Steve [RubyTalk] wrote:
> Robert Klemme wrote:
>>> I might be wrong
>>>
>> You're not.
>>
>>> - but I'm pretty sure that substrings in ruby are
>>> created with copy-on-write. That is, when you take a substring, a
>>> new block of memory isn't allocated to the new String, it
>>> references the same block of memory as the original string - the
>>> allocation of a new block of memory only occurs when one of the
>>> strings is modified.
>>>
>> Exactly.  It seems this would be the simplest solution.
>>
>>
> That sounds like absolutely great news - a _very_ pleasant surprise. I
> couldn't have hoped for anything better. (Thanks!)
>
> I assume that if I do something like:
>
>     # Assume offsets is a pre-computed array of positive integer
> positions into the String originalstr.

Care to unveil a bit of the nature of the computation that yields those
indexes?

>     # with offsets[0]==0 and offsets[-1]==@originalstr.size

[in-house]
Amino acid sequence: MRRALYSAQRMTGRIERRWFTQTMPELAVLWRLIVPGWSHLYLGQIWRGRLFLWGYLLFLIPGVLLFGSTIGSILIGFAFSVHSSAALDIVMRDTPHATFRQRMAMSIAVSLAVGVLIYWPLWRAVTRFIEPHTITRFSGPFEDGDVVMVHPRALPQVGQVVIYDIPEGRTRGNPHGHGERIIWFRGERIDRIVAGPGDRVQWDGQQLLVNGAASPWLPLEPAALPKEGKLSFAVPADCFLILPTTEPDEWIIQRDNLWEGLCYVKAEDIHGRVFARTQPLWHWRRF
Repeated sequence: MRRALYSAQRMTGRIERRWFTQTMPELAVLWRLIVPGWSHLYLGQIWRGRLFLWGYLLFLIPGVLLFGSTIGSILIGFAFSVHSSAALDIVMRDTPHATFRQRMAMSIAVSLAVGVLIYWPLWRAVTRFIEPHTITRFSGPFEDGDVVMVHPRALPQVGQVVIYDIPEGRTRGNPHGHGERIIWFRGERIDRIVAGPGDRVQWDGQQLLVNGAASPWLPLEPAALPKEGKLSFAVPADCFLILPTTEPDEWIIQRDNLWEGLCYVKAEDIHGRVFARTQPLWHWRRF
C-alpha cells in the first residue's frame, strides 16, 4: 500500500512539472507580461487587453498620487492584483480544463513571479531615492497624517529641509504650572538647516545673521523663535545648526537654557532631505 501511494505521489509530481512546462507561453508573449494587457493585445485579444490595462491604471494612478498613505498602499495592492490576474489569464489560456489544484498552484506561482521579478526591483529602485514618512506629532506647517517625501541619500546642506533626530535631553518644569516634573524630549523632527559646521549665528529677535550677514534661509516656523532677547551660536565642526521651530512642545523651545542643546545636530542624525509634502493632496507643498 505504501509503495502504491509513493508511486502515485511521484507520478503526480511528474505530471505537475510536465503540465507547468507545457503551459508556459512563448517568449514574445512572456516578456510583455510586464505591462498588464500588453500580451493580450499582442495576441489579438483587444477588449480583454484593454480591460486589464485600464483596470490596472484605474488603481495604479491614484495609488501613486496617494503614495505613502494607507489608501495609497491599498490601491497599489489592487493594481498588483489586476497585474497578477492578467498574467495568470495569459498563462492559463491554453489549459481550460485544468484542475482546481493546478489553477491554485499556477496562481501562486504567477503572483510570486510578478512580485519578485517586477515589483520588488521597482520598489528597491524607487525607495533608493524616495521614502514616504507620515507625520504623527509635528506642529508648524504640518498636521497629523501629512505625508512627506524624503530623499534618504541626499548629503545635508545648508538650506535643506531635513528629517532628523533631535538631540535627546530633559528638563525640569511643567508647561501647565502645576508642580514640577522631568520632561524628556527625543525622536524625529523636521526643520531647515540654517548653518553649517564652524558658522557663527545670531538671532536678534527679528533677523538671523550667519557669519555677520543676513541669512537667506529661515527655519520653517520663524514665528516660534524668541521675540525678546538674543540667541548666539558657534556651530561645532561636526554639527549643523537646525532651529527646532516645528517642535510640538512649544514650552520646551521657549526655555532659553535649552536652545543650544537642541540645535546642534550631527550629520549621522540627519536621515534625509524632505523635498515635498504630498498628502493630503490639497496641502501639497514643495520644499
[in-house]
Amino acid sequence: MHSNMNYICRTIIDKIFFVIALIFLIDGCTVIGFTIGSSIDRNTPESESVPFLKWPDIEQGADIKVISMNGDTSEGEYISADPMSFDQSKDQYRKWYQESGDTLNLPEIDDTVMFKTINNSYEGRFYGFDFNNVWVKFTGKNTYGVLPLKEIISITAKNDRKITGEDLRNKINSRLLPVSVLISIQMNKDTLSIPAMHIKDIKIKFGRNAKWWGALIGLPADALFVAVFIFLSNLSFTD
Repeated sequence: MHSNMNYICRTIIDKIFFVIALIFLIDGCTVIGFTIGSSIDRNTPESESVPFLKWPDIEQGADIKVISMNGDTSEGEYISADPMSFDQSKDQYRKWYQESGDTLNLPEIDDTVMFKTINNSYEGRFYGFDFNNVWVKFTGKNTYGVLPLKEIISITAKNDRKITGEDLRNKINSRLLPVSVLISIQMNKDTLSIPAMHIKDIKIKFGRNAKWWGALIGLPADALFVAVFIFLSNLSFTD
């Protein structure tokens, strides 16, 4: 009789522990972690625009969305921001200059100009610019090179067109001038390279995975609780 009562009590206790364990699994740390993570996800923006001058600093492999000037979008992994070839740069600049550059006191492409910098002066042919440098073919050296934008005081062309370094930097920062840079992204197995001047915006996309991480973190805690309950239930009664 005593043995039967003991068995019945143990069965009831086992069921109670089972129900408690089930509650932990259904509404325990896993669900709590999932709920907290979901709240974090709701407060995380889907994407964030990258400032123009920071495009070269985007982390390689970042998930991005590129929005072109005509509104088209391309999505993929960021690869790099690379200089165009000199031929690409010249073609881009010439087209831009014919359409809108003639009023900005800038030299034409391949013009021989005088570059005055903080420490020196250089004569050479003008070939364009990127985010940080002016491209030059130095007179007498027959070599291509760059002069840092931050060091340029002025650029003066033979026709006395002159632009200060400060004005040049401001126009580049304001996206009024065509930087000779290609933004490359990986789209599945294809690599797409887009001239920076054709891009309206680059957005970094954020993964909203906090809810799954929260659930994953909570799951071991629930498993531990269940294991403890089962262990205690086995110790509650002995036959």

>     @fields=Array.new (offsets.size-1)
>     for i in 1..(offsets.size) do
>       # I assume this next line is what is meant by a Ruby sub-string?
>       @fields[i-1]=@originalstr[offsets[i-1]..offsets[i]]
>     end
>
> .. and, assuming that @fields is exposed only as a read-only
> attribute, that I can assume the memory it consumes to be independent
> of the length of originalstr and dependent only upon numfields?

You can help keeping this read only be freezing all strings involved.

> While I've no reason to doubt this confirmed answer, by any chance can
> someone suggest a good way to demonstrate that this is the case
> without resorting to either using very large strings and looking at
> VM usage of the interpreter process... or resorting to reviewing the
> source to Ruby's implementation?

The only additional method of verification that comes to mind is to ask
Matz. :-)

Kind regards

    robert